Compensation for injury to feelings may now be awarded in a far wider list of claims than previously thought following a decision made by the Employment Appeal Tribunal (EAT).
Previously, compensation for injury to feelings has only been available in discrimination claims, whistleblowing detriment claims, and trade union membership or activities detriment claims. However, the EAT’s ruling in the case of South Yorkshire Fire and Rescue Service (SYFRS) V Mansell and Ors means that compensation for injury to feelings is potentially available in all of the detriment claims listed under Part V of the Employment Rights Act 1996 (ERA).
What’s happened in this case?
The claimants were a group of firefighters employed by SYFRS. A new shift system was introduced at their station, without variation of the collective agreement with their union, and which involved a breach of their rights under Regulation 6 (length of night work) and 10 (daily rest) of the Working Time Regulations (WTR). The affected firefighters claimed that the compulsory transfer was a detriment that they had suffered for refusing to accept a breach of their rights.
Their claims succeeded. At the preliminary hearing, the tribunal held that compensation for non-financial loss, including injury to feelings, was potentially available. It accepted that such an award would not be available at common law for breach of contract (i.e. a wrongful dismissal claim) nor for a statutory claim for unfair dismissal, and concluded that, since a breach of the WTR is equivalent to a breach of contract, such a claim could not attract an injury to feelings award. However, the tribunal held that a complaint under S.45 of the ERA (working time detriment claims) amounted to a claim of discrimination and of victimisation and in the tribunal’s view, this meant that a working time complaint was of the same nature as a whistleblowing or trade union detriment claim, with the consequence that compensation for injured feelings was potentially recoverable.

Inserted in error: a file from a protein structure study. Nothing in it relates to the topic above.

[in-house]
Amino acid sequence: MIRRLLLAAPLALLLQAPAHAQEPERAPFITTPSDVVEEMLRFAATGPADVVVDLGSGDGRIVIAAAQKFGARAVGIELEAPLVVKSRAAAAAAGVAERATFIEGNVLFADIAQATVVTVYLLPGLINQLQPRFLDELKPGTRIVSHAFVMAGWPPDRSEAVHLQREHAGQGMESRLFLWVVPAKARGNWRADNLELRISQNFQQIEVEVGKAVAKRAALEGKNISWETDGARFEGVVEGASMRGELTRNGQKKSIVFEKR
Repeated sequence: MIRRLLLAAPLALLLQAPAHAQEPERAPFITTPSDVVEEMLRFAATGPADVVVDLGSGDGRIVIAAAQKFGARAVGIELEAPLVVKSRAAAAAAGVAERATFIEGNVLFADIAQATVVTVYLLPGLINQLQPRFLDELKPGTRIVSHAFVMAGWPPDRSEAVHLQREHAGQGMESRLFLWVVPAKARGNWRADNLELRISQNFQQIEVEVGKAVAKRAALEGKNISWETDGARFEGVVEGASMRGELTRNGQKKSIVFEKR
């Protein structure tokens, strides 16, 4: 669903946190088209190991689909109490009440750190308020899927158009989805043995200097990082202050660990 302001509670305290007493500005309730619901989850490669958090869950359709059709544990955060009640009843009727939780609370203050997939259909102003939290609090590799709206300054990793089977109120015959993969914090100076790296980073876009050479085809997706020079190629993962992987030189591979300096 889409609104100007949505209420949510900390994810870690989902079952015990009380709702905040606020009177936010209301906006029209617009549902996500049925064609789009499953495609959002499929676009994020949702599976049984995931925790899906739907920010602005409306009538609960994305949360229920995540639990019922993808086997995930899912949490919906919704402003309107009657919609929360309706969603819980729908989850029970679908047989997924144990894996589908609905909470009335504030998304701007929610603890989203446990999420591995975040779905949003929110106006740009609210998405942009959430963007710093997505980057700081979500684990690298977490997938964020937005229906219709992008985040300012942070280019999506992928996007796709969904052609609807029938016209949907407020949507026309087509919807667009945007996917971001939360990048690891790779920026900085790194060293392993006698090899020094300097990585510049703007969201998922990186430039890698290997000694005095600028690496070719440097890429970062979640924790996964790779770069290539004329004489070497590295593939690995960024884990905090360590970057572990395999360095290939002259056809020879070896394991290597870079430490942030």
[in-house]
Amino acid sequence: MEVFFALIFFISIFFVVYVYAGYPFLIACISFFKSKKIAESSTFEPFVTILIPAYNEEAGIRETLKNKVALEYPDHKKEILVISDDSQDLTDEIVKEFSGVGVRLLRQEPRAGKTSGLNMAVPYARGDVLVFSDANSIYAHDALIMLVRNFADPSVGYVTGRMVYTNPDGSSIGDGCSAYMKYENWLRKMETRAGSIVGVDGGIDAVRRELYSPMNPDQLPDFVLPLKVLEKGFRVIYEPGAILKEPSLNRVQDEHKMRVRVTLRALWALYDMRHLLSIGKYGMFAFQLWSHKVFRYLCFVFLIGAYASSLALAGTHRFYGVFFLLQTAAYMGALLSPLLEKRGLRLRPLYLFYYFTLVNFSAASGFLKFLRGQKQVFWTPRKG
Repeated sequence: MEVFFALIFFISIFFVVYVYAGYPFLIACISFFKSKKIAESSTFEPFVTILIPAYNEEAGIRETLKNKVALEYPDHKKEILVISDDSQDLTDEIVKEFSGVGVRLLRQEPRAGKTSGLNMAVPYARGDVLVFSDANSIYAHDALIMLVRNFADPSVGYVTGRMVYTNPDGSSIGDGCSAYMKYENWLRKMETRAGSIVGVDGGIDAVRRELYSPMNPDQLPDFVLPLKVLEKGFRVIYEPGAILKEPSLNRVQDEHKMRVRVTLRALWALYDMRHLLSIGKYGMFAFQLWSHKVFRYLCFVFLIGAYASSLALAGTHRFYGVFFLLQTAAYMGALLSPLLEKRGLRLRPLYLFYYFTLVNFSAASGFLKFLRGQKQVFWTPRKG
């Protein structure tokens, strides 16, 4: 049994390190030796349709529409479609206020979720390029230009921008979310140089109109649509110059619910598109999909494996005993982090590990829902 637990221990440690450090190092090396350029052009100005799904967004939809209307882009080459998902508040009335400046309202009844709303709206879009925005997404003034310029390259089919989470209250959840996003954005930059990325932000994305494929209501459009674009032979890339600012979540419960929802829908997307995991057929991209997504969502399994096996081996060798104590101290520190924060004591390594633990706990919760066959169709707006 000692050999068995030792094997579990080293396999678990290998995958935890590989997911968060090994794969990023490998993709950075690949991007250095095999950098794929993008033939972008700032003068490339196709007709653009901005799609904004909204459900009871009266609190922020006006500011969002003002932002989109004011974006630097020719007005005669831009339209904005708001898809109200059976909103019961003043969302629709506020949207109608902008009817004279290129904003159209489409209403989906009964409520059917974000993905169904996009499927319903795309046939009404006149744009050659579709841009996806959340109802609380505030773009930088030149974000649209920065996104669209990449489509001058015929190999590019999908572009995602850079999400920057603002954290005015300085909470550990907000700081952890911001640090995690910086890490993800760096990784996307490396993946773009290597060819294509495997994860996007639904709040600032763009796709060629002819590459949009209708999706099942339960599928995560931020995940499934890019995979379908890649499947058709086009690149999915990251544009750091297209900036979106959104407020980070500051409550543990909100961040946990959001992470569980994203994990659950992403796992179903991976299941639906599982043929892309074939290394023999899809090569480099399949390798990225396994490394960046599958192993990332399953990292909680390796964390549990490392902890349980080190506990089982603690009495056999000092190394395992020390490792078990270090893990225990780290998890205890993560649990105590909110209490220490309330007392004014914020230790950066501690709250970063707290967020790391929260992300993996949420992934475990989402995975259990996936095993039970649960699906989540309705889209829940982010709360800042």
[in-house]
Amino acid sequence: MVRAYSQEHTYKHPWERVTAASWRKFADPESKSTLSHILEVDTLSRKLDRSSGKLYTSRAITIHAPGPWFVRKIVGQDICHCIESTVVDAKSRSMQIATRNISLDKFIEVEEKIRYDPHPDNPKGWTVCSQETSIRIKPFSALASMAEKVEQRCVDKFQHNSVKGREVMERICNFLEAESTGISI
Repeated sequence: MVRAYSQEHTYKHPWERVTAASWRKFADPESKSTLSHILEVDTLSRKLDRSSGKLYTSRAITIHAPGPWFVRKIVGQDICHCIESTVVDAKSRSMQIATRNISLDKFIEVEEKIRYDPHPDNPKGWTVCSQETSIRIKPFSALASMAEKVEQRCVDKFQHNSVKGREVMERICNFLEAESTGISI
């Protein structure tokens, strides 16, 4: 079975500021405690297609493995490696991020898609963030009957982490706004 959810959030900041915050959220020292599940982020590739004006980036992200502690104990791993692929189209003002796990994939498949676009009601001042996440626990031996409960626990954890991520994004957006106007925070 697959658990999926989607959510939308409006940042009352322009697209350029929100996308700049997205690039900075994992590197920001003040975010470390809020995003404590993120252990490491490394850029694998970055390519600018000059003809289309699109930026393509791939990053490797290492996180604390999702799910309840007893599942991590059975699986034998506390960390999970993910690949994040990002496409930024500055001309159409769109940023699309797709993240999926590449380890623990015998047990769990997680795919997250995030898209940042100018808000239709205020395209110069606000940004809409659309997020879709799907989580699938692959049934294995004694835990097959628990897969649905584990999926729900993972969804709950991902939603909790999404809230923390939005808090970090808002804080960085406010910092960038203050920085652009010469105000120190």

SYFRS appealed to the EAT, arguing that the tribunal did not have jurisdiction to make an award for injury to feelings.
The EAT did not agree with SYFRS and held instead that damages for injury to feelings should be potentially available to all the different detriment claims under Part V of the ERA. The EAT did however point out that whether it is awarded will, of course, depend on the facts.
What does this mean for employers?
Employers should be mindful that employees bringing any of the following detriment claims listed in Part V of the ERA may now put forward the argument that they should also be awarded injury to feelings if successful in their claim. These detriment claims include:
- Leave for family and domestic reasons (pregnancy/childbirth, maternity leave, paternity leave, adoption leave, shared parental leave, parental leave, dependant’s leave)
- Protected disclosures (whistleblowing)
- Working time cases
- Jury service
- Health and safety cases
- Employee representatives
- Trustees of occupational pension schemes
- Tax credits
- Employees exercising right to time off work for study or training
- Employee shareholder status
- Sunday working for shop & betting workers (including additional hours)
- Unpaid time off for study and training
As an employer, it’s important to make sure that your employees are not subjected to a detriment as a result of enforcing one of their statutory rights. If you receive one of these requests and you are unclear on how best to approach this you should obtain legal advice.
For more information on injury to feelings claims or any other detriment claims, please contact Alex Nortier in our Employment Law & HR team on 0161 475 1216.